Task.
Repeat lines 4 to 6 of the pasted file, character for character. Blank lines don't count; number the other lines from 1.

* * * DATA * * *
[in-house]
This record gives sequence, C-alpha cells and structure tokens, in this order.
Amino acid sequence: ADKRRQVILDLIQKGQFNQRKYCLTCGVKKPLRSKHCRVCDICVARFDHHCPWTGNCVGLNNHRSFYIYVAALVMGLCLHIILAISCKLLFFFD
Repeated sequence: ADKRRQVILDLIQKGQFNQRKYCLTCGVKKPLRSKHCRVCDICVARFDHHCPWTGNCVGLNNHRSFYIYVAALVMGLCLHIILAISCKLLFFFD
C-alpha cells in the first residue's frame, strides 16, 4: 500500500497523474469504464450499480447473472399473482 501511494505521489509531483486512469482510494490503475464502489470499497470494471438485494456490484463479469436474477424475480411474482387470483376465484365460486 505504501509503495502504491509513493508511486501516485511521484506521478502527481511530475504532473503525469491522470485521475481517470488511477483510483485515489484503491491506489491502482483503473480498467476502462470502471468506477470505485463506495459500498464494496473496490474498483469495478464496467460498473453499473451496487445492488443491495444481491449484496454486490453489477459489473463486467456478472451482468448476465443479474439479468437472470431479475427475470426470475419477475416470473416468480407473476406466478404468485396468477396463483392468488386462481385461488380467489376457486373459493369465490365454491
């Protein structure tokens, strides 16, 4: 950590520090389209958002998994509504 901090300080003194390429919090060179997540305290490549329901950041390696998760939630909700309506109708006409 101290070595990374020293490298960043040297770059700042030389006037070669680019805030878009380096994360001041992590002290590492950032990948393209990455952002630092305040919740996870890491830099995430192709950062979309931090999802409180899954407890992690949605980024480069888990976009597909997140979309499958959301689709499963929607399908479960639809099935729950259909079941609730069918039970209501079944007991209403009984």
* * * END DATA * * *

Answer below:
Repeated sequence: ADKRRQVILDLIQKGQFNQRKYCLTCGVKKPLRSKHCRVCDICVARFDHHCPWTGNCVGLNNHRSFYIYVAALVMGLCLHIILAISCKLLFFFD
C-alpha cells in the first residue's frame, strides 16, 4: 500500500497523474469504464450499480447473472399473482 501511494505521489509531483486512469482510494490503475464502489470499497470494471438485494456490484463479469436474477424475480411474482387470483376465484365460486 505504501509503495502504491509513493508511486501516485511521484506521478502527481511530475504532473503525469491522470485521475481517470488511477483510483485515489484503491491506489491502482483503473480498467476502462470502471468506477470505485463506495459500498464494496473496490474498483469495478464496467460498473453499473451496487445492488443491495444481491449484496454486490453489477459489473463486467456478472451482468448476465443479474439479468437472470431479475427475470426470475419477475416470473416468480407473476406466478404468485396468477396463483392468488386462481385461488380467489376457486373459493369465490365454491
């Protein structure tokens, strides 16, 4: 950590520090389209958002998994509504 901090300080003194390429919090060179997540305290490549329901950041390696998760939630909700309506109708006409 101290070595990374020293490298960043040297770059700042030389006037070669680019805030878009380096994360001041992590002290590492950032990948393209990455952002630092305040919740996870890491830099995430192709950062979309931090999802409180899954407890992690949605980024480069888990976009597909997140979309499958959301689709499963929607399908479960639809099935729950259909079941609730069918039970209501079944007991209403009984």